The Effect of Osteoporosis on Healing of Distal Radius Fragility Fractures




Although the decision for operative versus nonoperative treatment of distal radius fractures remains subjective and is performed on a case-by-case basis, evaluation and treatment of patients with concomitant osteoporosis requires understanding of the behavior of this injury as a distinct subset of distal radius fractures. Age, infirmity, and osteoporosis affect every aspect of the fracture. Understanding what makes these fractures unique assists surgeons in more effective and efficient treatment. The authors present the current understanding of osteoporotic fragility fractures of the distal radius, focusing on epidemiology, biomechanics of bone healing, and its implication on strategies for management.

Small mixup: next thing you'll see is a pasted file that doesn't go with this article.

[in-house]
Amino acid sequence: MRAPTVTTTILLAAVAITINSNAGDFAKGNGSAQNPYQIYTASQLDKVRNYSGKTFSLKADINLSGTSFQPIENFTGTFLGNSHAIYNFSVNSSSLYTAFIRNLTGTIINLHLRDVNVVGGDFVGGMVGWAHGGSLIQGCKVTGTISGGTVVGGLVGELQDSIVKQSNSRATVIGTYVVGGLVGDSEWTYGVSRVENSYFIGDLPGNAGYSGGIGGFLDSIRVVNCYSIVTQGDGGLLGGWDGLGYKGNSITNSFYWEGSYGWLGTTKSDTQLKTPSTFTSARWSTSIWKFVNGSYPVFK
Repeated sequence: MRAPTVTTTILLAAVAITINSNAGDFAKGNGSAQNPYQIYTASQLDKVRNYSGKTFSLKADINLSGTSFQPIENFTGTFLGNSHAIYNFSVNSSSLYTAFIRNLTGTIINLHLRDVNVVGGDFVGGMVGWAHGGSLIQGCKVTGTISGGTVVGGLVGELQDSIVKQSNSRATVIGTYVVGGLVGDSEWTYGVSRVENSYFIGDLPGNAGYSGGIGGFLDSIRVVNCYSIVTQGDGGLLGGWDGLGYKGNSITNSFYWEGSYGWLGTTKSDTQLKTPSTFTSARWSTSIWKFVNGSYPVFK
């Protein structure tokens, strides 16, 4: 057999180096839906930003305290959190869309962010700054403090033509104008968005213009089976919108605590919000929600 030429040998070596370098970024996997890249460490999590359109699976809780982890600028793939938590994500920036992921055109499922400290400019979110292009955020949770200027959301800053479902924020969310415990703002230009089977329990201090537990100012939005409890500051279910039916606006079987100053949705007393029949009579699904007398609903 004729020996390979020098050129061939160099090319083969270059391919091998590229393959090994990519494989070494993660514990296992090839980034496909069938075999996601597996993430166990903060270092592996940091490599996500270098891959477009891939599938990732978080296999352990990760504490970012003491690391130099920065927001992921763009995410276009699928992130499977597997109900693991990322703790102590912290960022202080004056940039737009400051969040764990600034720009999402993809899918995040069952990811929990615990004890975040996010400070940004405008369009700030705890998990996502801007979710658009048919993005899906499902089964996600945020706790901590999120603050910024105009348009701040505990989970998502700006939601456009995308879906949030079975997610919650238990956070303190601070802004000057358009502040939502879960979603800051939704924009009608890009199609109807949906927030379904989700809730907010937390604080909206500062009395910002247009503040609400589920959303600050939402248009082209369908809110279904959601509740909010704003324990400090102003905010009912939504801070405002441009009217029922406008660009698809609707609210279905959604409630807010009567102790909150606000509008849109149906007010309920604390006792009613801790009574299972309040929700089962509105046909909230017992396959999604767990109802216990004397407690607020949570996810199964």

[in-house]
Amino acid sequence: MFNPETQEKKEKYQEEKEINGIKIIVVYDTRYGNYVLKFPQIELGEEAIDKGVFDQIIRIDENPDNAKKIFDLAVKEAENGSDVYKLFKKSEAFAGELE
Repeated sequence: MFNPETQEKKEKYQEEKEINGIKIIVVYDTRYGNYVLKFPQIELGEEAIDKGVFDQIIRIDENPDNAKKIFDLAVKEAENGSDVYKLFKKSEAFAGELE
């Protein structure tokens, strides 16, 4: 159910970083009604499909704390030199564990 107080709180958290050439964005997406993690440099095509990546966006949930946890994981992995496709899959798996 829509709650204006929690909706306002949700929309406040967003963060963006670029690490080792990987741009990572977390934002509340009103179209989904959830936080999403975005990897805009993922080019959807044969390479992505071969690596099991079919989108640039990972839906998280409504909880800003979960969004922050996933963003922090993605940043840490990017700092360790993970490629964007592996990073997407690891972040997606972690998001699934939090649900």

Key points








  • Distal radius fractures are among the most common fractures seen and are increasing in incidence because of increased prevalence of osteoporosis and increasing age of our population.



  • The osteoporotic distal radius is deficient in both cortical and trabecular bone, but early changes in cortical bone most predispose to fragility fractures.



  • The fracture callus formed around an osteoporotic fracture is less stiff than a normal fracture callus, but it is unclear how this affects long-term function or biomechanics.



  • Nonoperative management of osteoporotic distal radius fractures in low-demand patients remains well indicated and can lead to long-term clinical outcomes similar to operative management.



  • There are multiple acceptable methods for operative management of osteoporotic distal radius fractures; but volar locking plates are most commonly used, safely and readily applied, allowing for early motion, and have an acceptable complication profile.


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Oct 6, 2017 | Posted by in ORTHOPEDIC | Comments Off on The Effect of Osteoporosis on Healing of Distal Radius Fragility Fractures
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